Remembering EDSA People Power
INTROSPECTIVE - Tony F. Katigbak (The Philippine Star) - February 25, 2020 - 12:00am

Today we celebrate the 34th anniversary of the EDSA People Power Revolution. It’s not just a day to stay home from work or go out with friends and family, but a day to look back on an important part of our history and hopefully remember why the revolution mattered and how it impacts our lives today.

The world has changed drastically in the past 30 plus years. While we maintain that we continue to value our freedom above all else, there have been many changes in the way the governments around the world work that show that that is not really the case anymore. Fear has given way to isolationism and this is causing people to give up freedoms they otherwise fought for.

We are seeing some of this in the Philippines. Over the past several years there has been a decrease in people’s belief in a democratic system and when certain civil liberties are being exploited or taken away, no one seems to complain anymore. It is said that a democracy wherein people no longer believe in democratic principles is just a dictatorship in disguise. That’s something to ponder on.

When martial law happened before it didn’t just happen overnight. It was a step-by-step process that saw people losing their freedoms little by little. At first one thing became okay, and then another, and then another. The line was crossed slowly and not in just one big go. That’s something that is important to remember these days when we say that “this is still okay” or “at least it’s not as bad as before” whenever things happen.

After all, many people who came to denounce martial law were in favor of it in the beginning. Marcos was a very powerful and persuasive leader who promised to make big changes in the Philippines. He pledged to get rid of corruption and put in reforms for the good of all the people not just the ones with money and power. His promises were enticing and many wanted to see him succeed in creating a Philippines that was good for all and not just a select few.

However, things got out of hand. As they often do. And soon, more and more civil liberties were lost. Eventually, you were no longer allowed to say what was on your mind if it went against what the government said. You had to agree or hide your opinion. It was a slow but eventual slide into dictatorship and many people didn’t even realize it was happening.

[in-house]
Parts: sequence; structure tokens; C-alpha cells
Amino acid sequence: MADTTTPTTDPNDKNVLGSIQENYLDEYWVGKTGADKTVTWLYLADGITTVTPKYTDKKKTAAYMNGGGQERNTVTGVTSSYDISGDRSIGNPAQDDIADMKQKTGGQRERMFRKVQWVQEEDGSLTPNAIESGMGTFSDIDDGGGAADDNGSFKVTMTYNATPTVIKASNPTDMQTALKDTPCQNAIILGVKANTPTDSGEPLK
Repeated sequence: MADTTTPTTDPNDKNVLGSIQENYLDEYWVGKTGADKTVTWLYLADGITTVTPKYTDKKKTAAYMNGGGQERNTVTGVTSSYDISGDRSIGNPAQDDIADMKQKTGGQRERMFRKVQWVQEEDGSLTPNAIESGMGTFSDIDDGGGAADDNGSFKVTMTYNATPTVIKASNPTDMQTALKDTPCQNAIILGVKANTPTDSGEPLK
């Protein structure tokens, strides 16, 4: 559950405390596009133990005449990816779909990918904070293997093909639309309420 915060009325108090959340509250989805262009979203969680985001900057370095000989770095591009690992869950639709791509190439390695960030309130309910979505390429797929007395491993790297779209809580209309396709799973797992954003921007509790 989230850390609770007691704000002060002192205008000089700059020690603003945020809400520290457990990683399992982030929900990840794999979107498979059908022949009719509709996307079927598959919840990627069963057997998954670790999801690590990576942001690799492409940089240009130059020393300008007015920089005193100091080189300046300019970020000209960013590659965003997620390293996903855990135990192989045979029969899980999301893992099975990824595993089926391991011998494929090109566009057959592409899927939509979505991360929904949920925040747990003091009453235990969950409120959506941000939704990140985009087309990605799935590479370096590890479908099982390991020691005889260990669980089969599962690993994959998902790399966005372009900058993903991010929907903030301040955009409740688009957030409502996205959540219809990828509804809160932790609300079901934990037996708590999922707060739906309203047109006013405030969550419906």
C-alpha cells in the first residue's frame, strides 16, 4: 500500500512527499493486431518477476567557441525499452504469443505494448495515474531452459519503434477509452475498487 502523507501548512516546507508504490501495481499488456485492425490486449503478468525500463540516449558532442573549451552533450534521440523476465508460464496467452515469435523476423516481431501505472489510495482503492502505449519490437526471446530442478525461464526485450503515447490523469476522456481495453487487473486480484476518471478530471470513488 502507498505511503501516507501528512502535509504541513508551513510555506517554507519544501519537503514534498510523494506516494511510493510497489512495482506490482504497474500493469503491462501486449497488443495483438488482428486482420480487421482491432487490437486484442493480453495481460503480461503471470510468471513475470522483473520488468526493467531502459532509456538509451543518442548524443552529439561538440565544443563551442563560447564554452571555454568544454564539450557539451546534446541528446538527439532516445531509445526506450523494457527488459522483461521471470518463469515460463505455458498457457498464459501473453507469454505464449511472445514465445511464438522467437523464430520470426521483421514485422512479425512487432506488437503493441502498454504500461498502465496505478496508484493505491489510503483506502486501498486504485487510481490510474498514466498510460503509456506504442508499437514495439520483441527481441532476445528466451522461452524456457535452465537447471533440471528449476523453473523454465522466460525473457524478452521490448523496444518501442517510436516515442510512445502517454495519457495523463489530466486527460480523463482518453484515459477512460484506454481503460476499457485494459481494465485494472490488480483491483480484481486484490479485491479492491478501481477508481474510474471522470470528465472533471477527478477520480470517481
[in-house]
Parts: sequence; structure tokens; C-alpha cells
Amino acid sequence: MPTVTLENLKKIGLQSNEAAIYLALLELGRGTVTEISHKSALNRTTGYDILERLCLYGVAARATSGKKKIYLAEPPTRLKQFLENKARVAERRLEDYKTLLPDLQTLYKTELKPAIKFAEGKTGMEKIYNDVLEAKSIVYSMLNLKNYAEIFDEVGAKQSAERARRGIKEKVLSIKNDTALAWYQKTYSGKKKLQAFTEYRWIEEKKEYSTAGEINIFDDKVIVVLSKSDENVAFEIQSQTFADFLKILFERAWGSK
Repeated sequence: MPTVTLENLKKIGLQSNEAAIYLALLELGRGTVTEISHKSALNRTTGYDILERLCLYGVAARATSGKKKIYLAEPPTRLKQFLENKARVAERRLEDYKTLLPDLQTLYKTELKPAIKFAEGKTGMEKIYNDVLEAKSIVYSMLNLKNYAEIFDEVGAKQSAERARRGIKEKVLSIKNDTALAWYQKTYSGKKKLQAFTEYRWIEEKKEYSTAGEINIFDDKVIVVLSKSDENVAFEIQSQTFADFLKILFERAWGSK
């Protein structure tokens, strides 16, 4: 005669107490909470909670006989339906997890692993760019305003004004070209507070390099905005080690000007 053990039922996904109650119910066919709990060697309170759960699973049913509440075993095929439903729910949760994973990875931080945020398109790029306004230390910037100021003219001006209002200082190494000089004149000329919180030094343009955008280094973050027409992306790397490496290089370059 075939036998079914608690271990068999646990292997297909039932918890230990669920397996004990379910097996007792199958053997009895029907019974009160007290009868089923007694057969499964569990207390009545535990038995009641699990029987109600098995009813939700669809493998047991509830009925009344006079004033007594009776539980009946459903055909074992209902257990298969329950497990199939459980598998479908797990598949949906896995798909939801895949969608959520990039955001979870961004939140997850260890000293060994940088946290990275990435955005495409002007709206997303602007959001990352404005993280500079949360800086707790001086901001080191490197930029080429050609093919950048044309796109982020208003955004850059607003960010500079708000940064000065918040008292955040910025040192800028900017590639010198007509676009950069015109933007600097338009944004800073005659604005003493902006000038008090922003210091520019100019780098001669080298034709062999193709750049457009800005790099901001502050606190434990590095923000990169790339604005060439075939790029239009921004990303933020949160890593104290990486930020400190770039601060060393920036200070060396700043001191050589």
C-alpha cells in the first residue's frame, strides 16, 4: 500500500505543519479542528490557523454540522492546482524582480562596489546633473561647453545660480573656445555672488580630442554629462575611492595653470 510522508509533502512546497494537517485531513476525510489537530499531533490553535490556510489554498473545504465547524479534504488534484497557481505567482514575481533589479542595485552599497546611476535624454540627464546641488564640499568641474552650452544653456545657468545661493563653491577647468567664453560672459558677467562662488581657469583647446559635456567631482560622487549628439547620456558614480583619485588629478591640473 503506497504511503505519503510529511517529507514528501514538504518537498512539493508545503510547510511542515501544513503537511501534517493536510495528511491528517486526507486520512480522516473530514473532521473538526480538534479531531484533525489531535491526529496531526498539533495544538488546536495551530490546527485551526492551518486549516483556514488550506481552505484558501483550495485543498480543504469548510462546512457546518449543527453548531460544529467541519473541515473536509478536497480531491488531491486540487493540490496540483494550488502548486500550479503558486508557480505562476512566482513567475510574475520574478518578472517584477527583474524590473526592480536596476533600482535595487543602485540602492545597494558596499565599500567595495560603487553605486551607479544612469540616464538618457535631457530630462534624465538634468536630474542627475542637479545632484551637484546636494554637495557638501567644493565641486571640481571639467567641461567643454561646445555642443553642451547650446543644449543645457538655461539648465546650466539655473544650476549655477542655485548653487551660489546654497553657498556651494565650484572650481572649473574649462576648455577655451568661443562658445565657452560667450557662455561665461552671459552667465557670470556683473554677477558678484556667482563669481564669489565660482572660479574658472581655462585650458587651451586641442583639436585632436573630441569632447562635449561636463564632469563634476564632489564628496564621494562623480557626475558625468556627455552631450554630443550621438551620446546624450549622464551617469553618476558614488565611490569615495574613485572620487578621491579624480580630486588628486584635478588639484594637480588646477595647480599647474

Which brings us to today. Yes, there are many things that are different, but there are also many things that are the same. To be fair, I truly believe that our president wants to make good on his promise of creating a better, safer, and corruption and drug free country for all Filipinos, but he is also on a very slippery slope. The nature of a democracy is creating a system of check and balances and I hope that the administration realizes that checks and balances don’t always mean that someone is “against them” per se. It just means that it is democracy in action.

Does remembering People Power still matter today? Yes, more than ever. We need to be able to remember our history so that we don’t repeat it. We can continue to support our government and at the same time, exercise our right to question certain decisions that don’t seem right. In fact, as a democracy it is our duty to do so. We just need to look at all the evidence and ask the right questions. I believe that openness and transparency is the only way forward for both the government and the people. If we can work together we can still achieve great things.

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The start of the year was exceptionally rough on everyone. From volcanoes erupting to fires raging uncontrollably in Australia, it was a fearsome show that Mother Nature might not be happy with how we are treating her. Fortunately it looks as if the volcano has calmed down and news reports from Australia have said that the forest fires are finally under control.

However, just because we made it through doesn’t mean that we should just forge the lessons these incidences were trying to teach us. We need to take better care of the environment. Not just for us to survive, but for the next generation’s survival too.

Just recently, several forest fires razed Benguet and Baguio due to lack of rains possibly brought about by changes in the weather patterns. These changes in the environment may seem small but they can have great impact. Climate change has completely altered the way weather patterns work in the world and in the country and our “colder” season has moved from December to late February into March. While that might not seem like such a big deal, the butterfly effects from these small changes are bound to impact the natural world.

I hope that they are able to control the fires in Benguet and Baguio. Several have already been put out, but there are a still a few more that need to be controlled. And hopefully we all commit to making important changes about how we interact with natural world moving forward. Small changes like saving water, ditching plastic, and being conscious of electricity usage can make a big impact. And hopefully these will be coupled with big changes like less carbon emissions and less deforestation.

We only have one world. We need to protect it.

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By the way, I’d like to take this time to advise our dear readers that my column “Introspective” will now be appearing in the Business section of the STAR starting on Wednesday, March 4, and every Wednesday thereafter. Thank you for your continued support and patronage of The Philippine STAR.

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